These blocks are 8 inches wide, so we’ll go with walls 8 inches thick. For a house, I’d probably want to do as much as 24 inches thick. This would involve 3 inches of mortar at each end, with insulating material in the middle. For walls only 8 inches thick, we’ll just use mortar only, with no gap. Insulation will not be a priority for this first practice building.
We’re still working out how large it will be. It will need to have room for the composting toilet, plus something to store sawdust or whatever we will be able to use to cover the… deposits… made. I also want room for a surface of some sort, with a basin to wash up in, and likely a shelf to hold a container of water with a spigot. Space to store toilet paper and hand towels would be good, too. All of this can be really compact, though, so the building will still be quite small. As long as it’s under 10 square meters, and isn’t wired for electricity, we don’t need a building permit.
It will have light besides the bottle bricks we plan to use. I’ve found solar power pendant lights online that would be perfect for this.
The roof will be a sloped roof. We have sheets of metal roofing left over from when the barn and garage roofs were done that we can salvage. I think we’ll even have eaves troughs and downspouts we can use. There will be ventilation gaps under the roof that will need to be screened off to keep out the critters – both the furry kind and the multi-legged flying kind! 😀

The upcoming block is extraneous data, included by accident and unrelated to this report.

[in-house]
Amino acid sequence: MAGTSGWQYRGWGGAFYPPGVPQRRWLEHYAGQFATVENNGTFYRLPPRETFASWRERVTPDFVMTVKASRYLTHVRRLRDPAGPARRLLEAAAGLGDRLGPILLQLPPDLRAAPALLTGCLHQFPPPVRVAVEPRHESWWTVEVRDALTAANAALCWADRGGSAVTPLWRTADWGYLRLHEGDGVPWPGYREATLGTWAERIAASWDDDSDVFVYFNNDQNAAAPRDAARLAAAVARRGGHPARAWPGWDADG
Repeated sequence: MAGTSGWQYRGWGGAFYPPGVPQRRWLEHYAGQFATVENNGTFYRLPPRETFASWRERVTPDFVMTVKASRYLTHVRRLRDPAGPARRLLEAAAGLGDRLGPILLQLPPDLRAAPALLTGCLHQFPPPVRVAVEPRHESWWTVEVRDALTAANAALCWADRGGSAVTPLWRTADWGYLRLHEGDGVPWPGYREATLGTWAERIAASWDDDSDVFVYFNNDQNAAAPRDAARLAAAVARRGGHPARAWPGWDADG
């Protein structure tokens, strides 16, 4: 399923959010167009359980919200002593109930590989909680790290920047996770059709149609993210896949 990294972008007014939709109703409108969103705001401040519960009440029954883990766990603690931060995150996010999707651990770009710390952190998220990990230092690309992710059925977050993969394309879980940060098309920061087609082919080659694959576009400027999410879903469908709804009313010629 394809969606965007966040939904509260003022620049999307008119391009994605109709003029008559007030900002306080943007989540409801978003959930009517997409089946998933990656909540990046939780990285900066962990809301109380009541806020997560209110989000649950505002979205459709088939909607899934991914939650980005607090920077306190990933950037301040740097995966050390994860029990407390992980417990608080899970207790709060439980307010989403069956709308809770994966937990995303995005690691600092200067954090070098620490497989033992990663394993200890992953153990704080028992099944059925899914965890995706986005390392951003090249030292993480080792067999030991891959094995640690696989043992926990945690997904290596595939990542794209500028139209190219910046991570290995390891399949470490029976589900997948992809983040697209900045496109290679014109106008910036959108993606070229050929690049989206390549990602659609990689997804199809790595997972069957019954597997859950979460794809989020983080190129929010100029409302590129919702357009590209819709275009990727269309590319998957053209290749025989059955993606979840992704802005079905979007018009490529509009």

The big job we’ll have to get to early on, is to select and debark the wood we’ll be using. It’s recommended to use softwood only, as hardwood expands and contracts too much. We plan to build a frame and fill the gaps with cordwood, rather than using just cordwood. At least for this building.
There will be very little we should need to buy to build this, and even a small building should use up a decent amount of the wood we’ve got lying around. Since it is stacked wood, we can use quite a variety of wood sizes, too. Also, since we’re not going to use a pit, at some point the composting toilet or whatever else we put in there can be taken out, and the building used for… oh, I don’t know. A potting shed? Anything we need, really. It’s basically going to be a simple rectangle with a roof and a door.
All of this is still very much in the planning stages, so lots can change before we finally get down to building.
After the outhouse is built, I want to build a larger garden shed, next. For that, I would want to include at least one window (we’ve got lots of those lying about that we can salvage, too), and have the thicker walls with insulating material in the middle. Sawdust is the usual material mentioned, but we’ve got bags of insulation suitable for the job in the hayloft of the barn. Again, these will be practice buildings. How they work will help us decide if we do want to go all out and build a small house with this method.
Other things we’re looking to figure out what to do with are things like all the rocks we’ve got. We’ll be digging rocks out of the garden, for sure – that’s unending – but we also have rock piles all over the place, including one right next to our main power pole. Perhaps with the garden shed, we could use rocks as a base, instead of cinder blocks. Or we could use them to start building dry stacked stone walls along some fence lines? Or maybe an outdoor cooking area, complete with wind blocking walls? Who knows.
We are definitely looking at multi-year projects, here. Ideas and suggestions for future projects or techniques are, of course, very welcome!
But first, getting an outhouse built.
Because, as much as I appreciate having it when we needed it, I never want to use a honey bucket again!